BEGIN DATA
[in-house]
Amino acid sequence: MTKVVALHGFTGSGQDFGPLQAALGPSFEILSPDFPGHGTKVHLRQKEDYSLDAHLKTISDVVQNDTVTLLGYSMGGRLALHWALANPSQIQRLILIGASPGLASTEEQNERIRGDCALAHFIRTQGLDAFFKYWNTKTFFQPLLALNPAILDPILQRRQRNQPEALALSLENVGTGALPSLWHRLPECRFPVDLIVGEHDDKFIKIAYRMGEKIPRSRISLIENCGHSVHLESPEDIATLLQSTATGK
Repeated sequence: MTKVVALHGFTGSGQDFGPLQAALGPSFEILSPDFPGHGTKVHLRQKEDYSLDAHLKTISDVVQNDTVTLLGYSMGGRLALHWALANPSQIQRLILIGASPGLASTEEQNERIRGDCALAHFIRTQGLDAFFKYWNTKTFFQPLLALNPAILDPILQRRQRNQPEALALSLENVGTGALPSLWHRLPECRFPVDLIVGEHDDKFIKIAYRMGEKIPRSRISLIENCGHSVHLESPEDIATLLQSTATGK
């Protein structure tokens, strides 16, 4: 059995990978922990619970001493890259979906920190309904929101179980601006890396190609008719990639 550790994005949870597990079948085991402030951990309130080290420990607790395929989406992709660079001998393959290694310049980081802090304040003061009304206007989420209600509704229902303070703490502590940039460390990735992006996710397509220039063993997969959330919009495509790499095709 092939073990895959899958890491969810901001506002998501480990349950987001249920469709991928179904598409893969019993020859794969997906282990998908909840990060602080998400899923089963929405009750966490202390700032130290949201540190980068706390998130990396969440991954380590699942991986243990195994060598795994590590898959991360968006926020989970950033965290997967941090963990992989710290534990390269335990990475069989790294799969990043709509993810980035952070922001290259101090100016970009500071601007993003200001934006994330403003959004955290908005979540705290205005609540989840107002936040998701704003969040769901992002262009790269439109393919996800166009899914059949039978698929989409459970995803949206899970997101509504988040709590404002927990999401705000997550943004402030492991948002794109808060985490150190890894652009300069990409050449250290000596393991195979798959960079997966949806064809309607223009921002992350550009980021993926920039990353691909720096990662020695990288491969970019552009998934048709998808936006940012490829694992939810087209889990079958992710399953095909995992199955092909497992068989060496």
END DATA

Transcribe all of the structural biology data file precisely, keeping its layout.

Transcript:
[in-house]
Amino acid sequence: MTKVVALHGFTGSGQDFGPLQAALGPSFEILSPDFPGHGTKVHLRQKEDYSLDAHLKTISDVVQNDTVTLLGYSMGGRLALHWALANPSQIQRLILIGASPGLASTEEQNERIRGDCALAHFIRTQGLDAFFKYWNTKTFFQPLLALNPAILDPILQRRQRNQPEALALSLENVGTGALPSLWHRLPECRFPVDLIVGEHDDKFIKIAYRMGEKIPRSRISLIENCGHSVHLESPEDIATLLQSTATGK
Repeated sequence: MTKVVALHGFTGSGQDFGPLQAALGPSFEILSPDFPGHGTKVHLRQKEDYSLDAHLKTISDVVQNDTVTLLGYSMGGRLALHWALANPSQIQRLILIGASPGLASTEEQNERIRGDCALAHFIRTQGLDAFFKYWNTKTFFQPLLALNPAILDPILQRRQRNQPEALALSLENVGTGALPSLWHRLPECRFPVDLIVGEHDDKFIKIAYRMGEKIPRSRISLIENCGHSVHLESPEDIATLLQSTATGK
């Protein structure tokens, strides 16, 4: 059995990978922990619970001493890259979906920190309904929101179980601006890396190609008719990639 550790994005949870597990079948085991402030951990309130080290420990607790395929989406992709660079001998393959290694310049980081802090304040003061009304206007989420209600509704229902303070703490502590940039460390990735992006996710397509220039063993997969959330919009495509790499095709 092939073990895959899958890491969810901001506002998501480990349950987001249920469709991928179904598409893969019993020859794969997906282990998908909840990060602080998400899923089963929405009750966490202390700032130290949201540190980068706390998130990396969440991954380590699942991986243990195994060598795994590590898959991360968006926020989970950033965290997967941090963990992989710290534990390269335990990475069989790294799969990043709509993810980035952070922001290259101090100016970009500071601007993003200001934006994330403003959004955290908005979540705290205005609540989840107002936040998701704003969040769901992002262009790269439109393919996800166009899914059949039978698929989409459970995803949206899970997101509504988040709590404002927990999401705000997550943004402030492991948002794109808060985490150190890894652009300069990409050449250290000596393991195979798959960079997966949806064809309607223009921002992350550009980021993926920039990353691909720096990662020695990288491969970019552009998934048709998808936006940012490829694992939810087209889990079958992710399953095909995992199955092909497992068989060496």